JN: Do you get more complaints from coaches on field goals or kickoffs?

JB: I wouldn't call it complaints. But coach Mangino gives me a hard time if I hit the post. Calls me 'The Plumber.' 'Stay off the post, you plumber.'

JN: That's a nickname you don't want, huh?

JB: He gets on me if I hit the posts.

JN: Tell me something that would surprise me about you.

JB: (long pause) Sometimes I wish I wasn't a field-goal kicker.

JN: What do you wish you were then?

JB: Free safety. Wide receiver. Just sometimes I don't like to kick because I don't get as many opportunities as I wish I could have. I don't feel like, sometimes, I can make an impact on the game. Sometimes, I'm sitting on the bench — I played football in junior-high and high school — sometimes I wish I just could go out there and hit people just like everybody else.
(Ed. note — That actually is Branstetter on the left at the KU-MU game at Arrowhead Stadium in 2007. Crazy what you can find in the Journal-World archives).

JN: So are you one of those guys that runs up and down the sideline kind of wishing you were out there?

JB: I wouldn't say that much. I have to stay focused so that way when I do get my opportunity to make a difference in the game, I make sure I do that and help my team out. But I get pretty excited. I'm not going to lie.

JN: How would you characterize your personality on the field?

JB: Elated and excited when we're moving the ball up and down the field or when we're making a big stop, but stoic whenever I get on the field. When I get on the field, I'm stoic and I try to 'For the Love of the Game' block out the mechanism, something like that. I'm stoic when I get out there to kick.

JN: So you kind of go into a zone sort of thing? Describe to me what that is.

JB: You don't hear the individual words or the band playing or the cheerleading — you just hear dull roars. You just hear something really kind of dull. Your mental processes are going through your head, meaning what you're going to think before every kick. 'Stay slow. Stay balanced. Good tempo. Smooth kick. Up and through.' I have these mental processes that that's really all I hear. So I hear a dull roar and I hear myself talking to myself and saying, 'Get out there and make the kick.'

JN: What's the biggest field goal you've hit?

JB: I hit a game-winner in high school, so that's obviously important, but I'd say the first-quarter field goal (against) Missouri. Just because if we don't come off the field with points right there, we lose all momentum that we gained by the interception. That's kind of the way I thought. As soon as we got the interception, I thought, 'We've got to have points right here,' and I got the opportunity and knocked it down.

JN: Give me a concert that you're embarrassed that you went to.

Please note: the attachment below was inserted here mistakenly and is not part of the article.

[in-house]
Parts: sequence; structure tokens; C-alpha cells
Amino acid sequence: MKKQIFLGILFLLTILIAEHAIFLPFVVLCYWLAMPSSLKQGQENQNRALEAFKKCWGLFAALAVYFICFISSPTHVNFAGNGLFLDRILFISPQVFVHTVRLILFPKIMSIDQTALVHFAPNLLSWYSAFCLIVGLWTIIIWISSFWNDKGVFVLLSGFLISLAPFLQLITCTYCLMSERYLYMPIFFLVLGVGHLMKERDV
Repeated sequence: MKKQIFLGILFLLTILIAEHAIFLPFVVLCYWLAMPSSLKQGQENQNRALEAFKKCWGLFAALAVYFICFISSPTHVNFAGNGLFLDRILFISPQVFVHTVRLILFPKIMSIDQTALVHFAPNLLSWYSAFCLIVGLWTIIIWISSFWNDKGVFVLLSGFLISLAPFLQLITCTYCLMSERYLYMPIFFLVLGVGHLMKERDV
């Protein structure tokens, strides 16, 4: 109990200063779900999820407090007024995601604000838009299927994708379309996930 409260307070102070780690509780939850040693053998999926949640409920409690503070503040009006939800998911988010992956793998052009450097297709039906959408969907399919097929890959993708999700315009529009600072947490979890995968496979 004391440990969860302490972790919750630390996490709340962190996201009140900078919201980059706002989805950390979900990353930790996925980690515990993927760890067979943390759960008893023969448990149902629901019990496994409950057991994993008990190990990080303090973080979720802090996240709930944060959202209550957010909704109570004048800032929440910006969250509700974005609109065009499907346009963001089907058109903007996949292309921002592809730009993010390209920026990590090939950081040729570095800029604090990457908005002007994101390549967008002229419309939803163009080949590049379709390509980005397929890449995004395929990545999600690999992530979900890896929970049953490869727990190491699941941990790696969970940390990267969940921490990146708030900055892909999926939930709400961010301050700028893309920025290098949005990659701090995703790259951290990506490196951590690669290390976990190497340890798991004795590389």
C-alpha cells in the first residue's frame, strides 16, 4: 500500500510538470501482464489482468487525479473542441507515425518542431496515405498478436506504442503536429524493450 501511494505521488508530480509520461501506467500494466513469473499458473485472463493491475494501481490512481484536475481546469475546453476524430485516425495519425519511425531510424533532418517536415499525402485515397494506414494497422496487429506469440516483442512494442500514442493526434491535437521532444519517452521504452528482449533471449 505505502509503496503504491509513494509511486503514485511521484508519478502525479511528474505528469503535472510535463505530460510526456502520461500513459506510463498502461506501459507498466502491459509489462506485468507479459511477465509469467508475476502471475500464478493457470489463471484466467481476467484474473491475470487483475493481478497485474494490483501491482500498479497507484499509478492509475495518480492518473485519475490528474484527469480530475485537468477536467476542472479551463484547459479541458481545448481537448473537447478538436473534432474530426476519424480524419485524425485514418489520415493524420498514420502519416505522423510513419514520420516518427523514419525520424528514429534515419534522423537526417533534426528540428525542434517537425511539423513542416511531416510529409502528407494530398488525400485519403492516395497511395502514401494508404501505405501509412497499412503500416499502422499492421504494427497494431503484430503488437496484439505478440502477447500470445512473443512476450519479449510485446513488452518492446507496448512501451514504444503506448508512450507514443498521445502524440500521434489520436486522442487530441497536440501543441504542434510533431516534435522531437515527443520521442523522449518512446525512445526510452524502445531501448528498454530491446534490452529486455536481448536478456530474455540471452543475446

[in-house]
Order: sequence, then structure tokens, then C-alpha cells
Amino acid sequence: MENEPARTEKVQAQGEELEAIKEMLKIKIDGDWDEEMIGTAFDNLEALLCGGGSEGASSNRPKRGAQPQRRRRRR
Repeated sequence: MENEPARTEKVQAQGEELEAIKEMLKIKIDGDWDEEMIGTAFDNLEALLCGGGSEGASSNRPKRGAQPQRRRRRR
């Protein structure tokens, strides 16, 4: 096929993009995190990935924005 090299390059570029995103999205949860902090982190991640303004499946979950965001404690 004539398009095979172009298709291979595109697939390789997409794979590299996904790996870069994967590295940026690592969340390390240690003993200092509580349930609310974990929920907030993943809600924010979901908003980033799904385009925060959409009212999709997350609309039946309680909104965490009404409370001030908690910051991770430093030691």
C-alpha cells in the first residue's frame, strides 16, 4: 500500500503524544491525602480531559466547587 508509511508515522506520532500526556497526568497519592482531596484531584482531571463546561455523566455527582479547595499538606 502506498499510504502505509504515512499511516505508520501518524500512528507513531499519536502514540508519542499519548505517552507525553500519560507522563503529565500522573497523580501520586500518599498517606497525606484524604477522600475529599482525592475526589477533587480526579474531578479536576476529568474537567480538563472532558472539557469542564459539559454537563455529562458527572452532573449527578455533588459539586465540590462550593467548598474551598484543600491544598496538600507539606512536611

JB: I can't think of one, really. I'm from a military town, so they had MWR (Morale, Welfare and Recreation) concerts for the military forces there. I was actually watching Willie Nelson.

JN: That was a pretty good one then, right?

JB: Yeah. I don't think I've ever really been to a bad concert. Creed, Linkin Park and then a whole bunch of country music. Tim McGraw, Reba McEntire, stuff like that.

JN: What's a TV show I might be surprised you watch?

JB: Ooh. It's going to have to be a girly one. (smiles) Kendra. (Claps hands) There you go.

JN: Kendra? What's that? I don't even know that.

JB: You don't know what Kendra is?

JN: No, who is Kendra? Tell me.

JB: The girl off of Girl Next Door. She's married to the Philadelphia Eagles wide receiver Hank Baskett.

JN: I do know who you're talking about now.

JB: Kendra. There you go.

JN: Uh huh. Is there, uh, any particular reason that you watch that show?

JB: You can guess. The girlfriend likes that show.

JN: Oh, the girlfriend likes the show.

JB: The girlfriend likes that show.

JN: So you're safe. You're totally safe.

JB: I'm not watching it for the reasons that you think I might be watching it. I understand. (smiles) I understand where you're going with that. No, she said she wanted to watch it, and I told her I'd watch it with her and just kind of got hooked on it.

For the record, I've never watched it without her, so I'm safe there.

JN: I'll have to bring it up with my fiancee, see if she wants to watch it.

JB: All right.

JN: Who has the best nickname on the team?

JB: I have to think of one that comes to mind. (pauses) Oh, he'd kill me if I told you that. There's a lot of good ones, a lot of nicknames that if I said on record, I might get beat up for that. I'll just give one that I use. Bradley McDougald, I call him "Freshy." I don't know why. Like freshman, I just call him "Freshy." From the day he walked in, his nickname was Freshy to me. He's lived up to it.

JN: Does he seem like a freshman to you then?

JB: No, not in any way at all, and that's why it's weird to call him that. We ran a lot together in the summer and he doesn't seem like a freshman, so I always have to remind him that, hey, you're still a freshman. Don't forget it.

JN: Putting him in his place.

JB: Yeah. 'Don't forget it, bud.'

JN: What was your favorite video game growing up?

JB: Probably Teenage Mutant Ninja Turtles on the classic Nintendo.

JN: That leads right to the next question. Who was your favorite turtle?

JB: I'm going to go with Leonardo.

JN: Any reason?

JB: He's the one that, when everything went south, Leonardo's the one that you look to, because he's the leader and he's the first turtle everybody knows. I'll go with that.


Joe Joseph 13 years ago


TMNT tournament fighting?! Nobody played that game. I am sure he was referring to the actual Teenage Mutant Ninja Turtles game or -at the very least- the Arcade version.

Also, Donatello is the one everyone looked to. He was the brains and he was skilled with the bow staff, which was perfect for flinging foot-clan from distance due to its exceptional range.

stravinsky 13 years ago

Yeah, i mean, really. Everyone played Battletoads.